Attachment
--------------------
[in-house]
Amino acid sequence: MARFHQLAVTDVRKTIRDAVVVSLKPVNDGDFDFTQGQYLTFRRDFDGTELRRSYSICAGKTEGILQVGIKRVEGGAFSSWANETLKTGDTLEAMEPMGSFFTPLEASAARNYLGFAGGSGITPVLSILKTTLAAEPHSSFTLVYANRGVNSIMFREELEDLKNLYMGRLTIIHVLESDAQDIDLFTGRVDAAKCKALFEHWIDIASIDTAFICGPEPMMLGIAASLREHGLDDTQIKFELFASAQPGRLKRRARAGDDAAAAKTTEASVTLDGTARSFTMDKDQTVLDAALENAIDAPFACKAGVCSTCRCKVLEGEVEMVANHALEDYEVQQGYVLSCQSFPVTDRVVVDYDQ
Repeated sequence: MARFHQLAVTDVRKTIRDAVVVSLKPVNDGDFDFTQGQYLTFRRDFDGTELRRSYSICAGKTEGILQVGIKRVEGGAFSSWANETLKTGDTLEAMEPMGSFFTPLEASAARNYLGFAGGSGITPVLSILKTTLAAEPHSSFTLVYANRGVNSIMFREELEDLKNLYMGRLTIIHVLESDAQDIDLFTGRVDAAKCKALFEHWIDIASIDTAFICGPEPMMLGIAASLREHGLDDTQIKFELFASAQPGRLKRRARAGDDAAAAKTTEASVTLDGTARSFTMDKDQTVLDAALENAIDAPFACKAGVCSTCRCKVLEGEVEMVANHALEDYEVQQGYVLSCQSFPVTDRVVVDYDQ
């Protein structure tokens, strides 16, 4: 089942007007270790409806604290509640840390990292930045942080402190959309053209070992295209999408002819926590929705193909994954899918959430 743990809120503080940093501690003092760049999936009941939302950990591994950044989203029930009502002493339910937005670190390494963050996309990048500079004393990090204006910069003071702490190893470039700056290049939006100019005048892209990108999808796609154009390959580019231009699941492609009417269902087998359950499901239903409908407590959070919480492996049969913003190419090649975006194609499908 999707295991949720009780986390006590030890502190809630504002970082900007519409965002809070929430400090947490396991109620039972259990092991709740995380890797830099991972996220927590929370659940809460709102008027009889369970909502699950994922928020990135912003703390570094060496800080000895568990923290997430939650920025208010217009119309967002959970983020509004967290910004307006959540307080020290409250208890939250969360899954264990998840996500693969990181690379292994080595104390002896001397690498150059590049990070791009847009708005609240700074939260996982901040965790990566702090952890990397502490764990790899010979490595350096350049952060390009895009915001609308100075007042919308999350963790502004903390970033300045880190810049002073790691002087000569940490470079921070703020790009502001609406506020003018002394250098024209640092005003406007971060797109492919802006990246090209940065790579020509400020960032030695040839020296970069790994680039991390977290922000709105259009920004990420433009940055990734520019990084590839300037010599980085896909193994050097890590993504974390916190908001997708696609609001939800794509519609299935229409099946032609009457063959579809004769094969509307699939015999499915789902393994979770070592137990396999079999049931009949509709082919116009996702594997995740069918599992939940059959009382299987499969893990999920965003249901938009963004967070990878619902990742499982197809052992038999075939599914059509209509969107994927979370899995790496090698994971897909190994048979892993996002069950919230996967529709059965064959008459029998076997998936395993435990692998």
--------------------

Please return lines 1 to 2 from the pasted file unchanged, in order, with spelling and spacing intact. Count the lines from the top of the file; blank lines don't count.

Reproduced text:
[in-house]
Amino acid sequence: MARFHQLAVTDVRKTIRDAVVVSLKPVNDGDFDFTQGQYLTFRRDFDGTELRRSYSICAGKTEGILQVGIKRVEGGAFSSWANETLKTGDTLEAMEPMGSFFTPLEASAARNYLGFAGGSGITPVLSILKTTLAAEPHSSFTLVYANRGVNSIMFREELEDLKNLYMGRLTIIHVLESDAQDIDLFTGRVDAAKCKALFEHWIDIASIDTAFICGPEPMMLGIAASLREHGLDDTQIKFELFASAQPGRLKRRARAGDDAAAAKTTEASVTLDGTARSFTMDKDQTVLDAALENAIDAPFACKAGVCSTCRCKVLEGEVEMVANHALEDYEVQQGYVLSCQSFPVTDRVVVDYDQ